There’s a similar theme in the gospel reading for this morning. The reading from the opening section of Mark’s gospel mirrors this passage from Isaiah. In those verses, we hear “the beginning of the Good News of Jesus”. John the Baptizer emerges onto the scene as a new prophet—one who will do what Isaiah did before him. In fact, the gospel writer quotes Isaiah saying, “Look, I am sending my messenger before you.
He will prepare your way, a voice shouting in the wilderness: “Prepare the way for the Lord; make his paths straight.”
Where do we go to find God? We go to the wilderness. It is in that place where we will find God and, perhaps, where the road to glory will begin.
Advent is a time of recognizing our distance from God—the space between our dreams and the dreams of God. It’s easy to find ourselves lost in a wilderness of our own desires. What we need to do is acknowledge that distance and listen for God’s voice calling us back to where we belong.
Even before the pandemic began we knew what it was like to long for level highways; to long for uneven ground to become level, for rough terrain to be smoothed out. For we live in a world were we can hear those daily cries from people who have been pushed to the margins of society. If we open our eyes and our ears we can hear the cry of God—the One who is longing to lift up those in the valley and knock down those on top of the mountain. This is not a geographic dream that the prophet has, it is an economic one. It is a dream where we can physically see the moral arc of the universe bending toward justice.
Let’s go back to that story I shared at the beginning. One of the reasons we hear about the Halifax Explosion almost every December is because the people of Nova Scotia have an annual tradition that serves as a “thank you” to the people of Boston. Each year one glorious Christmas Tree is selected from the Halifax area and sent to the city of Boston—a tree that is installed in the Boston Commons every holiday season. It’s a wonderful gesture.
To add to the beauty of this story, when the Spanish Flu pandemic emerged (the very next year after the tragedy in Halifax Harbour), a team of doctors was sent to Boston to provide help when they most needed it.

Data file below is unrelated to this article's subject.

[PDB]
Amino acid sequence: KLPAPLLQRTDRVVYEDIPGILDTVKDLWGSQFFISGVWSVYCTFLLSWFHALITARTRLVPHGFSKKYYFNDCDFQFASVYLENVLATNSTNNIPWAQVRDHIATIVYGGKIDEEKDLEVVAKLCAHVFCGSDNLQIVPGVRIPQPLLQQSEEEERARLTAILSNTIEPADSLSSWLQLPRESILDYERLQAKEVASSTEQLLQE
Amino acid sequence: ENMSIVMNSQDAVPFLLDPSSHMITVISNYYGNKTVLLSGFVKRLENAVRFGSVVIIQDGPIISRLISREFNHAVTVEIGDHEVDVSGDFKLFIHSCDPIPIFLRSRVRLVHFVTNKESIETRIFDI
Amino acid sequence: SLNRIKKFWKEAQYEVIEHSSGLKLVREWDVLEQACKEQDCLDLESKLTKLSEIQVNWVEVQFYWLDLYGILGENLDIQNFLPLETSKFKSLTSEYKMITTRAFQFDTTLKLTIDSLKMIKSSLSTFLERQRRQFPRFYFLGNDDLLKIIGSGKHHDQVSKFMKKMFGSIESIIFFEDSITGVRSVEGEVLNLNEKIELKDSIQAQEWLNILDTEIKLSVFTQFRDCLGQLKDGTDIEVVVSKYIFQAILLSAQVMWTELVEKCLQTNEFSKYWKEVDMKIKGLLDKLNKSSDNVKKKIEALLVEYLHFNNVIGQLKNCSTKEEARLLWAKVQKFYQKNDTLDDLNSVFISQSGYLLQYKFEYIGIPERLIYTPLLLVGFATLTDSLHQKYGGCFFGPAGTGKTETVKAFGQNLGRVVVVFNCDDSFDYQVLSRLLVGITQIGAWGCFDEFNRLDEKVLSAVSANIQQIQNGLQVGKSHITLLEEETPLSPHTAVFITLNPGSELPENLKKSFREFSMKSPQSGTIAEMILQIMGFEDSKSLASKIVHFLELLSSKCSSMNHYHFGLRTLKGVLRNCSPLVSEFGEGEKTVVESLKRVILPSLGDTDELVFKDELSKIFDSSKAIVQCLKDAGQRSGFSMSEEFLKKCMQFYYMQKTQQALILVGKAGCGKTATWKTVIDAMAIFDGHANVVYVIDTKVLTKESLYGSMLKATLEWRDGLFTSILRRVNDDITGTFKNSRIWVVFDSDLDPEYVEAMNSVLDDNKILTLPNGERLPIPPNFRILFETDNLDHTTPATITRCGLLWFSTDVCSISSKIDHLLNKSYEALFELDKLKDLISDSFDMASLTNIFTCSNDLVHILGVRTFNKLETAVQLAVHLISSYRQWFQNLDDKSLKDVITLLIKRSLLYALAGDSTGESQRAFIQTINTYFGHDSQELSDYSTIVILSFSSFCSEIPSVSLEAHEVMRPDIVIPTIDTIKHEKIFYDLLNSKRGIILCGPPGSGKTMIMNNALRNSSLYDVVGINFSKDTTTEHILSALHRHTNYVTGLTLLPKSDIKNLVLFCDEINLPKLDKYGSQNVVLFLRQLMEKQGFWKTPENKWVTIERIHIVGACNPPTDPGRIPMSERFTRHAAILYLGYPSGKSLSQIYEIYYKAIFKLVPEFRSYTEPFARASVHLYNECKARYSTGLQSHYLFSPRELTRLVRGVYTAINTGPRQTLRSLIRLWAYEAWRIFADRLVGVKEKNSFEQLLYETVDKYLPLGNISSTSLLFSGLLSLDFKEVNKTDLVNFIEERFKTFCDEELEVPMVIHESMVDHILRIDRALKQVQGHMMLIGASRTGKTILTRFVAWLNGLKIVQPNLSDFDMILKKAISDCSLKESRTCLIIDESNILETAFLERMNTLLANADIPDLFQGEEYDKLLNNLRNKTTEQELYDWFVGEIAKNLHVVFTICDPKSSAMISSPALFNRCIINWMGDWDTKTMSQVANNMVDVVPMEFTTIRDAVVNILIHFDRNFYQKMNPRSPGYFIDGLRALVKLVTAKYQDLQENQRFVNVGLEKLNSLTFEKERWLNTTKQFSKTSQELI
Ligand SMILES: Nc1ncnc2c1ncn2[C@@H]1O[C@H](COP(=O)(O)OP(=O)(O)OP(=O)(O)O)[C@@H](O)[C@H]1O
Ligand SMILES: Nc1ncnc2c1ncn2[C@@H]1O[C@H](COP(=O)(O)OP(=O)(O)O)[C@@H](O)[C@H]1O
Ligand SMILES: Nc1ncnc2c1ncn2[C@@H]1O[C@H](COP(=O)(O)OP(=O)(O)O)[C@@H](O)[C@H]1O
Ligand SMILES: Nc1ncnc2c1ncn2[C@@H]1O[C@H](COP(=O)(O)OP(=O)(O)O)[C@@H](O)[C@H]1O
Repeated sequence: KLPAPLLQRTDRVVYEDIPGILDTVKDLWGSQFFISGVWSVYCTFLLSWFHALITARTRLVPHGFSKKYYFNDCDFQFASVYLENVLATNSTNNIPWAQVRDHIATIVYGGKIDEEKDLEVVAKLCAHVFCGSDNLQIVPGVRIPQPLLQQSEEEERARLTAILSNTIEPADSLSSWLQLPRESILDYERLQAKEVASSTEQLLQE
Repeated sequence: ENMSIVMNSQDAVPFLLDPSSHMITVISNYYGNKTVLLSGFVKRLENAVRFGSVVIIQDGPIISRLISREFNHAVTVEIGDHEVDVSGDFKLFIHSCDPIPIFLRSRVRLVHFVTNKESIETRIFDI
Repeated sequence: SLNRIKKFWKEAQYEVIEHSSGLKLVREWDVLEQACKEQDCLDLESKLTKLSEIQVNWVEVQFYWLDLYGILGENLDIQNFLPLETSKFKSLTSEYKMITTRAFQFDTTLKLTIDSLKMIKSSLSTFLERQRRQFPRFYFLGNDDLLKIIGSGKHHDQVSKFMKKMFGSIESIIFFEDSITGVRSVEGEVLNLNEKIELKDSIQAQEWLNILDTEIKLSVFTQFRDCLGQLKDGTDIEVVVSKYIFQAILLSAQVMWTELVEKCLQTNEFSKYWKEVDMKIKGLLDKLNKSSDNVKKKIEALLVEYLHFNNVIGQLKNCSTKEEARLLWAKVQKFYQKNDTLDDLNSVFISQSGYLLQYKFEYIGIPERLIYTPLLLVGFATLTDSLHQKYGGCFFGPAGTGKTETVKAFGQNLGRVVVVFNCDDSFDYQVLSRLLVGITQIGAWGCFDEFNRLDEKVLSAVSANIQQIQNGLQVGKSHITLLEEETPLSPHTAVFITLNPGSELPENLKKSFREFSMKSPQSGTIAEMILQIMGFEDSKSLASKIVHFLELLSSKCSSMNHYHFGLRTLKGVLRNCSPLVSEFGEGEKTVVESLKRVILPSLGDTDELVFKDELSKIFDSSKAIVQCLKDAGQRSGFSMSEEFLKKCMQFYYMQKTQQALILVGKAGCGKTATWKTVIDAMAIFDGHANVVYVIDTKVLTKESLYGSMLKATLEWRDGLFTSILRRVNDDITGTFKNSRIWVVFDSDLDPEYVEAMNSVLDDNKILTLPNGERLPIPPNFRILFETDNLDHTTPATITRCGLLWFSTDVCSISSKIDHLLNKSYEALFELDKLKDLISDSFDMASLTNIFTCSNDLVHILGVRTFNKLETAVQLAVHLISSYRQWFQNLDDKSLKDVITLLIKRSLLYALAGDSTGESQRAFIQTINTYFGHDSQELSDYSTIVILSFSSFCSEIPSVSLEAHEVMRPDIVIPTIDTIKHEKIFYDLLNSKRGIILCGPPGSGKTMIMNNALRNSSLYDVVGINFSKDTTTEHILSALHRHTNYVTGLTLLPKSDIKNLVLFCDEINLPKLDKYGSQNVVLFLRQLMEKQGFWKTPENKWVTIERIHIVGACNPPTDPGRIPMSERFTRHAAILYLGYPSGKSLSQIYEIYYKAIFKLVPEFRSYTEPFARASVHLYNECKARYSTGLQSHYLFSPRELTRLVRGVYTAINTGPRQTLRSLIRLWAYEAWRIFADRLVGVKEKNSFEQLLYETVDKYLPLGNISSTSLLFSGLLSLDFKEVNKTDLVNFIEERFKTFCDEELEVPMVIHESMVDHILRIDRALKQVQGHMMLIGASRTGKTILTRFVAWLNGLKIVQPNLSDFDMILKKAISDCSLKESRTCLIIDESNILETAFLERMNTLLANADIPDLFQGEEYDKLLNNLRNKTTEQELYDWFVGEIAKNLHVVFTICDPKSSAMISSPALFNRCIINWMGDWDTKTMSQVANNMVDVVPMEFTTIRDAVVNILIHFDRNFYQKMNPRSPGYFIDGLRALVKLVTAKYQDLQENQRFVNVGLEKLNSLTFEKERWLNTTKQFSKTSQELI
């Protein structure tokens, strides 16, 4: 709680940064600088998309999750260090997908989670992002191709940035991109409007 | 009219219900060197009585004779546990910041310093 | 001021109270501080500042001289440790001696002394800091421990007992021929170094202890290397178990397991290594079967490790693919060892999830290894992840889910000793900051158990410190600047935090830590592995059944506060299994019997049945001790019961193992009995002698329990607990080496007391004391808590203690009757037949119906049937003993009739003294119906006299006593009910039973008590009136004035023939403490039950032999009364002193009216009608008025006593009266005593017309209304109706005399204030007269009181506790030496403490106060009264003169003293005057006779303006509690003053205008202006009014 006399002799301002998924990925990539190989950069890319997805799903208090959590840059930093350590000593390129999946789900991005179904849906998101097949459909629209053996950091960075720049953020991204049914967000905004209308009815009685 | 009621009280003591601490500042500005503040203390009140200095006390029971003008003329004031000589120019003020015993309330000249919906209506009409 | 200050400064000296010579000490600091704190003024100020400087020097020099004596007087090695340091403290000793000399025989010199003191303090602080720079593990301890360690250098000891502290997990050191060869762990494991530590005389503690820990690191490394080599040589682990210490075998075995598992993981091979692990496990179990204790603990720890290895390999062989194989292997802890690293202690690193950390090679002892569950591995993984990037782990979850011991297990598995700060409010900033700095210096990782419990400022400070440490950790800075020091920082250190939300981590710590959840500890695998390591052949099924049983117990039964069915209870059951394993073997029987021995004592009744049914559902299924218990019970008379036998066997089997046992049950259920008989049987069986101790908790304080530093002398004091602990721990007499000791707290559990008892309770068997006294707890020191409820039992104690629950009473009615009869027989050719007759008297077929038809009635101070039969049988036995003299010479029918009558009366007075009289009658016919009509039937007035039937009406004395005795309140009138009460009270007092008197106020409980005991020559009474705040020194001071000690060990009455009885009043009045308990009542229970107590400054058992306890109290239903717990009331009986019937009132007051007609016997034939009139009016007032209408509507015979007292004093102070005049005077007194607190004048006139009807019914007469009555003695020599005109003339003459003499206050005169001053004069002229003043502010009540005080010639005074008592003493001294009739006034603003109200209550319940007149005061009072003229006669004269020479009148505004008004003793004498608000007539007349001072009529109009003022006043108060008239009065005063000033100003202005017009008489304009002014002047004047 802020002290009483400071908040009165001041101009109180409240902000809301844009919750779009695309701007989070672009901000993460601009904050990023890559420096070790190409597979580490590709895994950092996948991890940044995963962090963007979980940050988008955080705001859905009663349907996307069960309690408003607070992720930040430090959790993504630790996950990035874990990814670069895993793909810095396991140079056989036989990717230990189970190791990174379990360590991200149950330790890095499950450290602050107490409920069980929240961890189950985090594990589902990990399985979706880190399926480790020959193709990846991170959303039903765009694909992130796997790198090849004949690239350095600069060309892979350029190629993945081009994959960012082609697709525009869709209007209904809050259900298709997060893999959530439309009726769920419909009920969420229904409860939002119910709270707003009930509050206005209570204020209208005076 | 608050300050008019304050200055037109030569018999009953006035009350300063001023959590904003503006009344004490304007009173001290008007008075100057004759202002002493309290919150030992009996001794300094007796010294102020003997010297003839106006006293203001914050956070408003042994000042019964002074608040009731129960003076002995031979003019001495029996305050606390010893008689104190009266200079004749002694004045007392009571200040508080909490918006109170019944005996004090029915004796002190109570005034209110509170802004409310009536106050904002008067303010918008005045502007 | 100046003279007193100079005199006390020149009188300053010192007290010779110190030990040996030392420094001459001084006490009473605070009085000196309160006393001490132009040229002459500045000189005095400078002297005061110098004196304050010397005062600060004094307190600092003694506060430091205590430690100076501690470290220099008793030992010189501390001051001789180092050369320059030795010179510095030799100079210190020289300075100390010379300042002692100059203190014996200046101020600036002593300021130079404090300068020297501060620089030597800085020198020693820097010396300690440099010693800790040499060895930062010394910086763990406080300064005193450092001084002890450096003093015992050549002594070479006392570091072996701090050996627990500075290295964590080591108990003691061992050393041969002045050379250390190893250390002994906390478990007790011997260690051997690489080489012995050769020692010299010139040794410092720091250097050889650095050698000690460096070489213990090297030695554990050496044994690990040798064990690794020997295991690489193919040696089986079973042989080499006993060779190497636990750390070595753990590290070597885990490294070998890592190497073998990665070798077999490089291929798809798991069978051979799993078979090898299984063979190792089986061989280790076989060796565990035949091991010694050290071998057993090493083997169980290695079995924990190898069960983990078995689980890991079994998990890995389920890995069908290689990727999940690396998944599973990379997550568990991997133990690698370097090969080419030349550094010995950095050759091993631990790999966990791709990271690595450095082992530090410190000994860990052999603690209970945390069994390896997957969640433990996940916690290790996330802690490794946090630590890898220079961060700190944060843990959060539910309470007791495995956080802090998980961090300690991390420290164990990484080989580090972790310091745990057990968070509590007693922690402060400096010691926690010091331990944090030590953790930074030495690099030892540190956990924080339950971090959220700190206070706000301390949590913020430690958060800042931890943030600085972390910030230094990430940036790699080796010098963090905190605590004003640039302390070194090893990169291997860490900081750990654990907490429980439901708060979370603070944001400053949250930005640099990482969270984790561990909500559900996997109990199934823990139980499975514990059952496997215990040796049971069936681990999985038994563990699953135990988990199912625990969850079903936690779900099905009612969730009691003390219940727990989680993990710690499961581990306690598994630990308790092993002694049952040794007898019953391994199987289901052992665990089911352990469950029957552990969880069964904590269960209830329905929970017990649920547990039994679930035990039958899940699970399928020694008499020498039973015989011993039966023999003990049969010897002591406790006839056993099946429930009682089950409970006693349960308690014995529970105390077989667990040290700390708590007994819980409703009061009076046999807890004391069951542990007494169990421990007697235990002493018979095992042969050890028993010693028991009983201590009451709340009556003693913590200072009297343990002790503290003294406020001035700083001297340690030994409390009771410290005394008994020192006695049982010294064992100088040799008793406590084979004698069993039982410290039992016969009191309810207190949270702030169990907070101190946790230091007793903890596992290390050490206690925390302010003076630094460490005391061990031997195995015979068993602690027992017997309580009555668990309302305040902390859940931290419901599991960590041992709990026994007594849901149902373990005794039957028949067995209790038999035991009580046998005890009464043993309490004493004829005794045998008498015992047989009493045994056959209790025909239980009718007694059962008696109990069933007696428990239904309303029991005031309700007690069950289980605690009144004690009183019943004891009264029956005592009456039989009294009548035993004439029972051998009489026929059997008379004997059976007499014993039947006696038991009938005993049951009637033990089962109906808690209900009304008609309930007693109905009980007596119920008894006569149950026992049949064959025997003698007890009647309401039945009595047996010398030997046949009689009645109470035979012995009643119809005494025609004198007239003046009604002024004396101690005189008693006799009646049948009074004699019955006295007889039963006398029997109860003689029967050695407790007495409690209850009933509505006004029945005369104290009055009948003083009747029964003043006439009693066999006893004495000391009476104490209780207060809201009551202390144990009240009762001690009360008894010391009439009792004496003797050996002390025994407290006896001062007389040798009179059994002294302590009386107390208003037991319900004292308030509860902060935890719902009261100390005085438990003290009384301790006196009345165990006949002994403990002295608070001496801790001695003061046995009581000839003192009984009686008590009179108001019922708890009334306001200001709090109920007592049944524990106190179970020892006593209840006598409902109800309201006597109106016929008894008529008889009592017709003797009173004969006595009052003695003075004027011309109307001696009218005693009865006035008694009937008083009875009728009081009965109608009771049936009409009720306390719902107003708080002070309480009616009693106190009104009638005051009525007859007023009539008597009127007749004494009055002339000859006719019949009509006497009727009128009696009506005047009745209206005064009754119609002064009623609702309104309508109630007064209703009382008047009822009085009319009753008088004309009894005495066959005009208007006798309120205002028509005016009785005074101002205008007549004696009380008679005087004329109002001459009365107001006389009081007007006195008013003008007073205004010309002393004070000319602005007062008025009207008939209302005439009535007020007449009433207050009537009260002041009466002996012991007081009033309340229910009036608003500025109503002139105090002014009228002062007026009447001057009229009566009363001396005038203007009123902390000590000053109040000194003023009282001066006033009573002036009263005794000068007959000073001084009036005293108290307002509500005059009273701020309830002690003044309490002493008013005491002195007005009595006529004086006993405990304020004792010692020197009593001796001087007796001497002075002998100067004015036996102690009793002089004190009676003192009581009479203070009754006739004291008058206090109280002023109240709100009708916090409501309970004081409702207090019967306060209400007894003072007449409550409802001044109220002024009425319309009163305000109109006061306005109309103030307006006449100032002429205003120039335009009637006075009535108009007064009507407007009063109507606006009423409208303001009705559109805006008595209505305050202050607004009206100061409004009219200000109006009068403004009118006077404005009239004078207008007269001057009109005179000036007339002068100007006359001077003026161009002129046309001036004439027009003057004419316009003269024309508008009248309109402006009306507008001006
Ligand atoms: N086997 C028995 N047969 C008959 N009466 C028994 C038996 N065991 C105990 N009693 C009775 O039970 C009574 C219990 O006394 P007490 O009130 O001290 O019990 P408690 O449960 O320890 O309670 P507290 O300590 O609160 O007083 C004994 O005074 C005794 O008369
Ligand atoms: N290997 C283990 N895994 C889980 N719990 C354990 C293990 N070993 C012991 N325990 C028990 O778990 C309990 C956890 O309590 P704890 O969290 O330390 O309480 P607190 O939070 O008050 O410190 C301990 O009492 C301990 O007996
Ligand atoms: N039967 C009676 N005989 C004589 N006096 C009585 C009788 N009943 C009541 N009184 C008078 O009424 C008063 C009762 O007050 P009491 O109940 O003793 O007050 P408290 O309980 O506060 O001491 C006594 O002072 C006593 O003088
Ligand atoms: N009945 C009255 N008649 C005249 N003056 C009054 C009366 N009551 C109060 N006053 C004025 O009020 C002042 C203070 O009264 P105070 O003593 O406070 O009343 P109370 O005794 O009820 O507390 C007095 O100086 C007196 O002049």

God’s work so often begins in the wilderness—in a place of darkness and despair. Just think about the journey we’re on moving toward Bethlehem. Mary and Joseph found themselves displaced in this season, having to travel down an unexpected road to deliver God’s incarnate one. Jesus’ own life begins in darkness—in the wilderness—among the wild things. It’s there that God’s highway begin to take shape. It is there that God, “Like a shepherd”, will gather us all and gently guide us toward that common place where we will find comfort and joy. The journey won’t end in darkness and despair. The journey will end in us being given the gift that we so desperately need—the only gift that we really need. God’s light is what we need in this season of darkness and despair. And—perhaps this is the most important part of the journey—we need to remember that the light is not simply a destination for us.
In his most recent book, Richard Rohr reminds us that, “Light is not so much what you directly see as that by which you see everything else.”
The light doesn’t represent the end of the journey, it’s what allows us to begin the process of walking with God down that level highway toward that place where grace, mercy, justice, and love are at the heart of our being.
Our journey in Advent is a little like the journey that famous Nova Scotian tree takes every year—moving from wilderness to a place of light and love. The lighting of that tree is not an ending, it’s a beginning. For we seek not simply to find God’s light in the world. We seek the light so that we might see where the uneven ground needs to be made level. We follow the light so that every mountain and hill will be flattened. So that God’s love and grace can pour out into this wilderness world of ours—into the very hearts of all God’s people. Amen.